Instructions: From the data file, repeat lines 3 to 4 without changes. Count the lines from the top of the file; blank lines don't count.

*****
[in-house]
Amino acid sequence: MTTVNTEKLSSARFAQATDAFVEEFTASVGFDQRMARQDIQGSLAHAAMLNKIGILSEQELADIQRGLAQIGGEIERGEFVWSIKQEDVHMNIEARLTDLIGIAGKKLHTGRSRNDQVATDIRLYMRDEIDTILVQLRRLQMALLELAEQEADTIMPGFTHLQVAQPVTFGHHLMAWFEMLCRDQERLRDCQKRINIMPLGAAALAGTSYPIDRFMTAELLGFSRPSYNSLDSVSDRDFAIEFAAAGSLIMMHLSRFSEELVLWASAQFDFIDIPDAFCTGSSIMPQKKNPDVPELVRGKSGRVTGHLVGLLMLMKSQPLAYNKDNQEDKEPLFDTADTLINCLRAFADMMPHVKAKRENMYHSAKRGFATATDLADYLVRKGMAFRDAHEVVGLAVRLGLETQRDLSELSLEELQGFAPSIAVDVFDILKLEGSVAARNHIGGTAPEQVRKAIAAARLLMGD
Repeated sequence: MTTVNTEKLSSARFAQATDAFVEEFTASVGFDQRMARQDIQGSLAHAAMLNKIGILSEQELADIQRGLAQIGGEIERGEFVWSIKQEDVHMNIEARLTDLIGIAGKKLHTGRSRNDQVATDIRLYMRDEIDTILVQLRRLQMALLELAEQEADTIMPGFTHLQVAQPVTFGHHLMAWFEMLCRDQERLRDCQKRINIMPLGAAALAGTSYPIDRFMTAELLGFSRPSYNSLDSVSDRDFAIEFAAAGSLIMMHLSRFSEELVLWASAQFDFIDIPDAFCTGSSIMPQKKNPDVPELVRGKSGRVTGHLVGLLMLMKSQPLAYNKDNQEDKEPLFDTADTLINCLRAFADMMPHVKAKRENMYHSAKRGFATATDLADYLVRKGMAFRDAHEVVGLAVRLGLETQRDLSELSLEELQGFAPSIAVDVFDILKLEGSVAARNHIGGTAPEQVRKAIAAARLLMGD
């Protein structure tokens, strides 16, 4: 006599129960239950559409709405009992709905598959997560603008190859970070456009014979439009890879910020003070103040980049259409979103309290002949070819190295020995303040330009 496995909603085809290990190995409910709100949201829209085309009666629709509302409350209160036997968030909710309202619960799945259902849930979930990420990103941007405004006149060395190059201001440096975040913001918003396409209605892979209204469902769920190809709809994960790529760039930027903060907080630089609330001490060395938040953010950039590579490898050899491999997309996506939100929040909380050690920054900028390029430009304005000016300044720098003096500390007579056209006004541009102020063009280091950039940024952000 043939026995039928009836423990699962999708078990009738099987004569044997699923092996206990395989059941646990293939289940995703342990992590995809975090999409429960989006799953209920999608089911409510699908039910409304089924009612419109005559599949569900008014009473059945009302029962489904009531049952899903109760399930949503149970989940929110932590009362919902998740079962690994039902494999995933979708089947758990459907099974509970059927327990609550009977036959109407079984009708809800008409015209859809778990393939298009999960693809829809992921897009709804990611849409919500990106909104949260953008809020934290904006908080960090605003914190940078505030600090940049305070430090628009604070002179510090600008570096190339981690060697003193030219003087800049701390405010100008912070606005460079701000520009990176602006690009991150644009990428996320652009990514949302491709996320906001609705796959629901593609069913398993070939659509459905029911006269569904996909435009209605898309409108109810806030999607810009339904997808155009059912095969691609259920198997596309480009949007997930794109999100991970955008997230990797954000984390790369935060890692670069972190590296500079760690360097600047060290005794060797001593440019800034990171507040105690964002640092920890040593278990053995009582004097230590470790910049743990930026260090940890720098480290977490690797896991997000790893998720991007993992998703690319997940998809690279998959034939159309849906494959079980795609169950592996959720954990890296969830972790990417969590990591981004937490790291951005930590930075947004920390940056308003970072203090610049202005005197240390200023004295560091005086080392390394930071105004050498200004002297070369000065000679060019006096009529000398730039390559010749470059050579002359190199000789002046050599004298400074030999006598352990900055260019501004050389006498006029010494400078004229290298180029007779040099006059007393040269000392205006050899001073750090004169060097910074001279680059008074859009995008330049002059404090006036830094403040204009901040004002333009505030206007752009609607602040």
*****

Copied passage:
Repeated sequence: MTTVNTEKLSSARFAQATDAFVEEFTASVGFDQRMARQDIQGSLAHAAMLNKIGILSEQELADIQRGLAQIGGEIERGEFVWSIKQEDVHMNIEARLTDLIGIAGKKLHTGRSRNDQVATDIRLYMRDEIDTILVQLRRLQMALLELAEQEADTIMPGFTHLQVAQPVTFGHHLMAWFEMLCRDQERLRDCQKRINIMPLGAAALAGTSYPIDRFMTAELLGFSRPSYNSLDSVSDRDFAIEFAAAGSLIMMHLSRFSEELVLWASAQFDFIDIPDAFCTGSSIMPQKKNPDVPELVRGKSGRVTGHLVGLLMLMKSQPLAYNKDNQEDKEPLFDTADTLINCLRAFADMMPHVKAKRENMYHSAKRGFATATDLADYLVRKGMAFRDAHEVVGLAVRLGLETQRDLSELSLEELQGFAPSIAVDVFDILKLEGSVAARNHIGGTAPEQVRKAIAAARLLMGD
């Protein structure tokens, strides 16, 4: 006599129960239950559409709405009992709905598959997560603008190859970070456009014979439009890879910020003070103040980049259409979103309290002949070819190295020995303040330009 496995909603085809290990190995409910709100949201829209085309009666629709509302409350209160036997968030909710309202619960799945259902849930979930990420990103941007405004006149060395190059201001440096975040913001918003396409209605892979209204469902769920190809709809994960790529760039930027903060907080630089609330001490060395938040953010950039590579490898050899491999997309996506939100929040909380050690920054900028390029430009304005000016300044720098003096500390007579056209006004541009102020063009280091950039940024952000 043939026995039928009836423990699962999708078990009738099987004569044997699923092996206990395989059941646990293939289940995703342990992590995809975090999409429960989006799953209920999608089911409510699908039910409304089924009612419109005559599949569900008014009473059945009302029962489904009531049952899903109760399930949503149970989940929110932590009362919902998740079962690994039902494999995933979708089947758990459907099974509970059927327990609550009977036959109407079984009708809800008409015209859809778990393939298009999960693809829809992921897009709804990611849409919500990106909104949260953008809020934290904006908080960090605003914190940078505030600090940049305070430090628009604070002179510090600008570096190339981690060697003193030219003087800049701390405010100008912070606005460079701000520009990176602006690009991150644009990428996320652009990514949302491709996320906001609705796959629901593609069913398993070939659509459905029911006269569904996909435009209605898309409108109810806030999607810009339904997808155009059912095969691609259920198997596309480009949007997930794109999100991970955008997230990797954000984390790369935060890692670069972190590296500079760690360097600047060290005794060797001593440019800034990171507040105690964002640092920890040593278990053995009582004097230590470790910049743990930026260090940890720098480290977490690797896991997000790893998720991007993992998703690319997940998809690279998959034939159309849906494959079980795609169950592996959720954990890296969830972790990417969590990591981004937490790291951005930590930075947004920390940056308003970072203090610049202005005197240390200023004295560091005086080392390394930071105004050498200004002297070369000065000679060019006096009529000398730039390559010749470059050579002359190199000789002046050599004298400074030999006598352990900055260019501004050389006498006029010494400078004229290298180029007779040099006059007393040269000392205006050899001073750090004169060097910074001279680059008074859009995008330049002059404090006036830094403040204009901040004002333009505030206007752009609607602040």